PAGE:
Discernment of Spirits . . . According to St. Ignatius of Loyola
Fr. Steve Hurd, SJ, and Ann Dillon – from the Manresa Retreat House
Saturday, October 18, 2014
Center for Ministry, Saginaw
9:00 a.m. – 3:00 p.m.
Cost: $35 (includes lunch; diocesan refund policy applies)
Registration Deadline: October 8, 2014
Discernment is learning how to distinguish among the stirrings of our heart those that are of God and those that are not. This means becoming more attentive to how God is touching us in all areas of our lives and how God is guiding us though our interior movements.
The workshop will consist of:
- An analysis of Ignatian principles for discerning the movements of God and the Evil One in us
- Practice in using these principles with case studies
- Discussion in small and large group settings
To register email
or call 989-797-6607
Fr. Steve Hurd, SJ, is a Jesuit of the Chicago-Detroit Province. He had most recently been pastor of St. Agnes, St. Bridget, and St. Charles Parishes on the Rosebud Reservation in South Dakota. He has been retreat master at the Jesuit Spiritual Center at Milford, Ohio, and at Bellarmine Jesuit Retreat House in Barrington, Illinois, of which he was also director. Additionally, Fr. Steve taught high school students for 15 years.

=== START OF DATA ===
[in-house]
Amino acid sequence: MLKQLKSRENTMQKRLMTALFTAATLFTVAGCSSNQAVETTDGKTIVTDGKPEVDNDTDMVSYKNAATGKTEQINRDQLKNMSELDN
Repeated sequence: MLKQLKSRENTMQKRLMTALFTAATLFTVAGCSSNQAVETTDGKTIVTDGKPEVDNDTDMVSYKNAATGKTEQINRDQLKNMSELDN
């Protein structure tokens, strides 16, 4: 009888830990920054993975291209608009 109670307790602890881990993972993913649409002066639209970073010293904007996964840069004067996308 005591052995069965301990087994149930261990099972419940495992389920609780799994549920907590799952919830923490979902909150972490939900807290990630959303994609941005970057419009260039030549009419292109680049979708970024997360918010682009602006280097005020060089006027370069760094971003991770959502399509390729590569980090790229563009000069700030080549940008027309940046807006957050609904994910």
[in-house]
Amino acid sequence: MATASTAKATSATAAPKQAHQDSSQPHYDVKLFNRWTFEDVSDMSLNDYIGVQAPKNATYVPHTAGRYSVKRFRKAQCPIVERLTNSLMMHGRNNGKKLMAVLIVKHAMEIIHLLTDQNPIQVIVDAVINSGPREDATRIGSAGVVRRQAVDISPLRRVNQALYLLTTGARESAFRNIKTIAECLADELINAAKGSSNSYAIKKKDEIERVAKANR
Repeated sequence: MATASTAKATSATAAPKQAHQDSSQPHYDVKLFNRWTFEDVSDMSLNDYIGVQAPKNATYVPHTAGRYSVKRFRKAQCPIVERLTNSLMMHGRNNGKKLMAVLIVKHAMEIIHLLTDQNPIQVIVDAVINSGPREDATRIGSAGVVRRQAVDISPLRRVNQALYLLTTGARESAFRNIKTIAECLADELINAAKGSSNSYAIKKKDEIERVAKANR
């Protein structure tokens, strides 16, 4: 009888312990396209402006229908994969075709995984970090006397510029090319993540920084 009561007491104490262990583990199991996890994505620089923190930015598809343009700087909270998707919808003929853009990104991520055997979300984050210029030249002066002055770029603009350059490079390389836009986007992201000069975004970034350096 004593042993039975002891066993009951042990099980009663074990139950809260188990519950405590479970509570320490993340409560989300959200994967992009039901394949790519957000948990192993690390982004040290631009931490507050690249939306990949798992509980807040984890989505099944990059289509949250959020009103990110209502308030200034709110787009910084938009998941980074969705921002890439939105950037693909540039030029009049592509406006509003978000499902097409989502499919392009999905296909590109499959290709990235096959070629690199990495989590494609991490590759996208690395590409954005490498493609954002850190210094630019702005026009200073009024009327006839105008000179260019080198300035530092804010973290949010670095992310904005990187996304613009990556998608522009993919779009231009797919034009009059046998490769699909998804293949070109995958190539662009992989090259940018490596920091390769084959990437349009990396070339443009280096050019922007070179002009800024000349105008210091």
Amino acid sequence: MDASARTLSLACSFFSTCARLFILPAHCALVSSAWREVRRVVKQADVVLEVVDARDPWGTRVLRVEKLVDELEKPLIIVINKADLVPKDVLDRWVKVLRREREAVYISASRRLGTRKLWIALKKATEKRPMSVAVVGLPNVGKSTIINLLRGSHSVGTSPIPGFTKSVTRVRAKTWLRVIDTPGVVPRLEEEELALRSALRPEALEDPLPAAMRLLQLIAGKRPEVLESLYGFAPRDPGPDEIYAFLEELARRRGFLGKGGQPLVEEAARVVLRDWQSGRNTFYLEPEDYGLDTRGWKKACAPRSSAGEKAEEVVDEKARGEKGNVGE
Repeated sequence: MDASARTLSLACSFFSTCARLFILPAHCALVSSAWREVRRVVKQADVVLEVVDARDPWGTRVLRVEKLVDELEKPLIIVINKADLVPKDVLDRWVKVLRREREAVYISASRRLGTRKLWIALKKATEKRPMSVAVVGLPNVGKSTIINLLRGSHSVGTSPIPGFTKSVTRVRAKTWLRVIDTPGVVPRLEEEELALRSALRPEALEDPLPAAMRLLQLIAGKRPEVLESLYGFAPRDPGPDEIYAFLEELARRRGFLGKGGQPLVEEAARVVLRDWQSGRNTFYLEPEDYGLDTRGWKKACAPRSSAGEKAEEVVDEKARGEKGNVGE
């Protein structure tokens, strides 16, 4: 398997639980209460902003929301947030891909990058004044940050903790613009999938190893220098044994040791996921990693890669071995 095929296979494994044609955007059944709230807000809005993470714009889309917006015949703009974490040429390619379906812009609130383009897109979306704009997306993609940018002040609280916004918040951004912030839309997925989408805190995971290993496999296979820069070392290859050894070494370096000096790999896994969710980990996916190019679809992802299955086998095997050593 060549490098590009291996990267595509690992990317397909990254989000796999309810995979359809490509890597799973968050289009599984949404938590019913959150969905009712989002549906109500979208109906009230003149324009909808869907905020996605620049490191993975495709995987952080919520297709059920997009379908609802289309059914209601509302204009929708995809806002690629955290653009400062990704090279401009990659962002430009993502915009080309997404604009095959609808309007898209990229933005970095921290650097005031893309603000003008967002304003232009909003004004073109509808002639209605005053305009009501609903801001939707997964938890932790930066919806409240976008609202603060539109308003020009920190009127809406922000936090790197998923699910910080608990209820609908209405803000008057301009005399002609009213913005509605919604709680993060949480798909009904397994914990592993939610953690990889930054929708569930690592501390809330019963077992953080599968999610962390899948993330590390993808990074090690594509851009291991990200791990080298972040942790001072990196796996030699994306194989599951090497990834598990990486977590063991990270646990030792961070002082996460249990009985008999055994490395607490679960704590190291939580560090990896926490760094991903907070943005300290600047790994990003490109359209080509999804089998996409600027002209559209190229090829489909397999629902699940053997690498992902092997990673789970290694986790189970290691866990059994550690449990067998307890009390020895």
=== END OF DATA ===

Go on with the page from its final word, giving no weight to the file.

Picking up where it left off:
Ann Dillon completed her degrees in Education and Religious Studies and is a commissioned graduate of Manresa’s Ignatian Spirituality Program. Her prior ministries include teaching middle school, serving on a public school board, giving liturgical leadership in her parish, and 16 years as Director of Mercy Association. She and her husband Mike have three sons and five wonderful grandchildren. Ann focuses on the development of Ignatian lay leadership, especially with spiritual directors, guides for the Spiritual Exercises of St. Ignatius and friends of Manresa. She partners with Fr. Steve Hurd in leading the Seminar in Ignatian Spirituality and the Internship in Listening Ministry. Ann is a spiritual director and guides persons through individual retreats and the Spiritual Exercises